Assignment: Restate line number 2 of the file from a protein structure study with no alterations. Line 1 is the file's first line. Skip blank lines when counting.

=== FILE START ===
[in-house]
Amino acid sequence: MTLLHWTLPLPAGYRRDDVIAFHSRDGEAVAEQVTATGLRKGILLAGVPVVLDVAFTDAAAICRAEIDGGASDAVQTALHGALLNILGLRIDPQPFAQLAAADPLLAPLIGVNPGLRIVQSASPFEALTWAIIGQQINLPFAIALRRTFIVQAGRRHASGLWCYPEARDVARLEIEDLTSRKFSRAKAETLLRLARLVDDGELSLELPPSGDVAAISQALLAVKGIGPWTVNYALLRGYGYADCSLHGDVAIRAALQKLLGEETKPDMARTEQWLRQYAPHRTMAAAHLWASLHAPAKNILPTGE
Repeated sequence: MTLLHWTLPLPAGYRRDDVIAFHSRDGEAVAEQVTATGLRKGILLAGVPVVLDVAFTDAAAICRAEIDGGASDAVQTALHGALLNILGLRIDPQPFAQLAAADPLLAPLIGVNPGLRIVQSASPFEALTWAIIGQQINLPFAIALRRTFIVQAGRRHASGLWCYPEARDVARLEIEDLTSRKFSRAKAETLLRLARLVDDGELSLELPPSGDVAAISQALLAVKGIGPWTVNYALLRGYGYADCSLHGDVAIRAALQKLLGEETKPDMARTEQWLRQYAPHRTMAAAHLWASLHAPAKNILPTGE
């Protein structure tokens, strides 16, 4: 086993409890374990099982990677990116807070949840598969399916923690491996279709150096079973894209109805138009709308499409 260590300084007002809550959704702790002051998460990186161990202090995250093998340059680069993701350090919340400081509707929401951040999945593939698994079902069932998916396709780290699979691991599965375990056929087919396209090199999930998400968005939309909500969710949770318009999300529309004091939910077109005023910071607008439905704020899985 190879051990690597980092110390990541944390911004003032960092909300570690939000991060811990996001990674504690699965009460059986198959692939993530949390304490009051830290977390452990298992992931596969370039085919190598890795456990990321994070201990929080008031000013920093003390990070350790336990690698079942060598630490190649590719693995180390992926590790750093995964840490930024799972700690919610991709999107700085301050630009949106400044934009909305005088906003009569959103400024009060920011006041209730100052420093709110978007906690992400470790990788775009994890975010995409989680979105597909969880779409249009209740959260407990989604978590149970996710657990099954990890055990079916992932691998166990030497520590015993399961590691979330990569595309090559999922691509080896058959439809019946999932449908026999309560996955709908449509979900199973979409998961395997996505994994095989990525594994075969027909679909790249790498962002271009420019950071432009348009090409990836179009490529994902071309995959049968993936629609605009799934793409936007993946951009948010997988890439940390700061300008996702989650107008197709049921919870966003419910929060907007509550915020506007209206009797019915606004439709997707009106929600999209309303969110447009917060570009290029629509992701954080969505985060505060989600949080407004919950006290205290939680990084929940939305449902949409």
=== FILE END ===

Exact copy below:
Amino acid sequence: MTLLHWTLPLPAGYRRDDVIAFHSRDGEAVAEQVTATGLRKGILLAGVPVVLDVAFTDAAAICRAEIDGGASDAVQTALHGALLNILGLRIDPQPFAQLAAADPLLAPLIGVNPGLRIVQSASPFEALTWAIIGQQINLPFAIALRRTFIVQAGRRHASGLWCYPEARDVARLEIEDLTSRKFSRAKAETLLRLARLVDDGELSLELPPSGDVAAISQALLAVKGIGPWTVNYALLRGYGYADCSLHGDVAIRAALQKLLGEETKPDMARTEQWLRQYAPHRTMAAAHLWASLHAPAKNILPTGE